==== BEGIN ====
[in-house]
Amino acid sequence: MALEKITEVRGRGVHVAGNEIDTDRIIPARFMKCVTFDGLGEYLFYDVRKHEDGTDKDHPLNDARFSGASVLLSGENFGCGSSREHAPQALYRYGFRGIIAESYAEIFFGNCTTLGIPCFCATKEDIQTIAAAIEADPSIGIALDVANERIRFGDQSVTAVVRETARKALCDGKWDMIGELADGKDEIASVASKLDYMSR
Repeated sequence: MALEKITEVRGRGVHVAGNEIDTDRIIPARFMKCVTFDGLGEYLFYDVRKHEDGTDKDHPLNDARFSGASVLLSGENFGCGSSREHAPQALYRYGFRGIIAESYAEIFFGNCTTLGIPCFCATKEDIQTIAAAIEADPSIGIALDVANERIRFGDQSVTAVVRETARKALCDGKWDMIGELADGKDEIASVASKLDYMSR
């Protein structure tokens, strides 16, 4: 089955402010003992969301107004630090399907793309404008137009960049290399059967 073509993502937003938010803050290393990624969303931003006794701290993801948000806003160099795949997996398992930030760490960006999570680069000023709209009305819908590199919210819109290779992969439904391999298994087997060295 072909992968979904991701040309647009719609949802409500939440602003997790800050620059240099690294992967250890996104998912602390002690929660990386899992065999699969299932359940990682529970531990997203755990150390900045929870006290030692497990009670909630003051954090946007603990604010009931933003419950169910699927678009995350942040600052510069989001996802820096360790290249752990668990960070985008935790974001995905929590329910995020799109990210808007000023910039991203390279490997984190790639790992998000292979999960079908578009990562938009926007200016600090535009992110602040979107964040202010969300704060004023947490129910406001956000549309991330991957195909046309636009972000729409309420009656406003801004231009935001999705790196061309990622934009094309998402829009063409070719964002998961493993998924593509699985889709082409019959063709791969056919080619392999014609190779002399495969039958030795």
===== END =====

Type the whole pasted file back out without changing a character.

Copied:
[in-house]
Amino acid sequence: MALEKITEVRGRGVHVAGNEIDTDRIIPARFMKCVTFDGLGEYLFYDVRKHEDGTDKDHPLNDARFSGASVLLSGENFGCGSSREHAPQALYRYGFRGIIAESYAEIFFGNCTTLGIPCFCATKEDIQTIAAAIEADPSIGIALDVANERIRFGDQSVTAVVRETARKALCDGKWDMIGELADGKDEIASVASKLDYMSR
Repeated sequence: MALEKITEVRGRGVHVAGNEIDTDRIIPARFMKCVTFDGLGEYLFYDVRKHEDGTDKDHPLNDARFSGASVLLSGENFGCGSSREHAPQALYRYGFRGIIAESYAEIFFGNCTTLGIPCFCATKEDIQTIAAAIEADPSIGIALDVANERIRFGDQSVTAVVRETARKALCDGKWDMIGELADGKDEIASVASKLDYMSR
């Protein structure tokens, strides 16, 4: 089955402010003992969301107004630090399907793309404008137009960049290399059967 073509993502937003938010803050290393990624969303931003006794701290993801948000806003160099795949997996398992930030760490960006999570680069000023709209009305819908590199919210819109290779992969439904391999298994087997060295 072909992968979904991701040309647009719609949802409500939440602003997790800050620059240099690294992967250890996104998912602390002690929660990386899992065999699969299932359940990682529970531990997203755990150390900045929870006290030692497990009670909630003051954090946007603990604010009931933003419950169910699927678009995350942040600052510069989001996802820096360790290249752990668990960070985008935790974001995905929590329910995020799109990210808007000023910039991203390279490997984190790639790992998000292979999960079908578009990562938009926007200016600090535009992110602040979107964040202010969300704060004023947490129910406001956000549309991330991957195909046309636009972000729409309420009656406003801004231009935001999705790196061309990622934009094309998402829009063409070719964002998961493993998924593509699985889709082409019959063709791969056919080619392999014609190779002399495969039958030795």